Well, the Bureau of Labor Statistics numbers are out, and just as Governor Palin warned us it would be, inflation is up. The American Thinker writes:
Back in November, Governor Palin took on QE2 and President Obama’s defense of it. Her predictions have turned out to be correct. When making her case against QE2, she argued that it could cause inflation, but would not much help U.S. net exports and business investment, the two factors needed to grow the U.S. economy.
Indeed, worsening net exports (exports minus imports) have been keeping the United States stuck in its current economic stagnation. When imports go up relative to exports, Americans get more debt and lose jobs, whereas when exports go up, relative to imports, Americans get more income and gain jobs. The decline in net exports may be slowing or preventing the U.S. economic recovery.
Bernanke hoped that QE2 would weaken the dollar which would turn U.S. net exports around. But Palin predicted that any positive effects would be temporary. In November she wrote:
Will driving the dollar down in this way do anything to boost U.S. exports? The short answer is not really. A weaker dollar will temporarily boost exports by making our goods cheaper to sell; but inevitably other countries will respond in kind, triggering the kind of currency wars economists are warning us about.
Indeed, so far Palin has been correct. QE2’s effect upon net exports appears to have been temporary. Although U.S. net exports worsened more slowly in November and December, they resumed their economy-sapping slide in February, as shown in the graph below.
Palin argued that QE2 was a dangerous experiment that risked inflation. She urged Obama to instead balance budgets, cut taxes and reduce burdensome business regulation. In November, she concluded:
If the President was serious about getting the economy moving again, he’d stop supporting the Fed’s dangerous experiments with our currency and focus instead on what actually works: reducing government spending and boosting business investment through good old fashioned supply side reforms (cutting taxes and reducing overly burdensome regulations). Simply running the printing presses in order to avoid paying off your debts is no way for a great nation to behave.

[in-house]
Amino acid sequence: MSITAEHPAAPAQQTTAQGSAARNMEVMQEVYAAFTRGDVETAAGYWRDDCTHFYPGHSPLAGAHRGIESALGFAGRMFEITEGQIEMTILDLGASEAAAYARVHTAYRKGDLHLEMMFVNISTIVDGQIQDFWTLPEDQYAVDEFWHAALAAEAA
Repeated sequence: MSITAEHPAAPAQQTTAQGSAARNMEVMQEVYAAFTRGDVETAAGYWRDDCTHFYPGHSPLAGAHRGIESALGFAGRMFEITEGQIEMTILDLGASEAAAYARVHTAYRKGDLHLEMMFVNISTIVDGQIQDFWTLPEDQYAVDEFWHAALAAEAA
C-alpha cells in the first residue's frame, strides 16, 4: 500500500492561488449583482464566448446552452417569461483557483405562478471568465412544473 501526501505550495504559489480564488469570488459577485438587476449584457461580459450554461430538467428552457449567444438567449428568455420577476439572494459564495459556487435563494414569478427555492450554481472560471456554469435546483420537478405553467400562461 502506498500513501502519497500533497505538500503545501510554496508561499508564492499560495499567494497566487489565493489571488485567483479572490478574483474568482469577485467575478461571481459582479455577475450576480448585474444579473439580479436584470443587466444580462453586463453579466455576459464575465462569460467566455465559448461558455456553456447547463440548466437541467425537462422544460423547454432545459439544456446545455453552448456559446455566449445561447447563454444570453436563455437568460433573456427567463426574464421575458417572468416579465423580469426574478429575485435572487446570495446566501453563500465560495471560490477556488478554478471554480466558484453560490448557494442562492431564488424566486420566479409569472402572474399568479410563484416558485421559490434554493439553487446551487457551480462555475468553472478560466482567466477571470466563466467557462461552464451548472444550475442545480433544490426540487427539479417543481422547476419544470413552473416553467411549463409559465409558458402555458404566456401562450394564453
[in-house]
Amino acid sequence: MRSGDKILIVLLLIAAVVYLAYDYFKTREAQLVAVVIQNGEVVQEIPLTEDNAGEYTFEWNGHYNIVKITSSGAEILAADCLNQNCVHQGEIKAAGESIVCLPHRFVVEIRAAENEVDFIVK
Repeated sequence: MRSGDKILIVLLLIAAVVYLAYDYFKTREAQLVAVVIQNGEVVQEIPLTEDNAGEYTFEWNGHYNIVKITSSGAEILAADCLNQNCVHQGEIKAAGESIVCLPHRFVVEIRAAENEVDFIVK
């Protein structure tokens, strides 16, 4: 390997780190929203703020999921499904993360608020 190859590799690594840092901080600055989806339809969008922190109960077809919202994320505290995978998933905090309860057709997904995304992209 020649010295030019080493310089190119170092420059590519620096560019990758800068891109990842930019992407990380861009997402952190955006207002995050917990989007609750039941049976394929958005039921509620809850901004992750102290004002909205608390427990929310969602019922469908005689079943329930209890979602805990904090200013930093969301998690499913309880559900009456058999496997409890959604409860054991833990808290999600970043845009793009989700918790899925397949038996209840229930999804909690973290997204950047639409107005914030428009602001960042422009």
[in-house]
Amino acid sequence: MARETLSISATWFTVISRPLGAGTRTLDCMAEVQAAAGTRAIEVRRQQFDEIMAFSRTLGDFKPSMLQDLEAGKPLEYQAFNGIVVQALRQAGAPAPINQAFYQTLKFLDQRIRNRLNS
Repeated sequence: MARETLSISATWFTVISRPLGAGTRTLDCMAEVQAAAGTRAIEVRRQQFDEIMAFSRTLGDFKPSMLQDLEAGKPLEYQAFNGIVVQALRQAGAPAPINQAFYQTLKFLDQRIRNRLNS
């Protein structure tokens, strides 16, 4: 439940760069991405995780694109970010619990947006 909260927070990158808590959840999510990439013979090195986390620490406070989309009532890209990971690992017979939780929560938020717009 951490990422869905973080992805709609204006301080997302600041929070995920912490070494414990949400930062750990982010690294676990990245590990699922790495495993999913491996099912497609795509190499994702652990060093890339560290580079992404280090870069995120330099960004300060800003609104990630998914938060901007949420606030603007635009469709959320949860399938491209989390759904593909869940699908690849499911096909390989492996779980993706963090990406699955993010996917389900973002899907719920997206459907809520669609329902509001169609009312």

In May, she added balanced trade to her recipe for economic recovery. After meeting with Donald Trump, she said:
“What do we have in common? Our love for this country, a desire to see our economy put back on the right track,” Palin told reporters. “To have a balanced trade arrangement with other countries across this world so Americans can have our jobs, our industries, our manufacturing again. And exploiting responsibly our natural resources. We can do that again if we make good decisions.”
The mainstream media pretend that Palin is stupid. But she is actually blessed with a very rare commodity these days – economic common sense. She is the only potential presidential candidate currently advocating the three basic principles that would restore economic stability and long-term growth to the American economy: (1) balanced monetary growth, (2) balanced budgets, and (3) balanced trade.
You can read the entire piece here, and I strongly recommend that you do.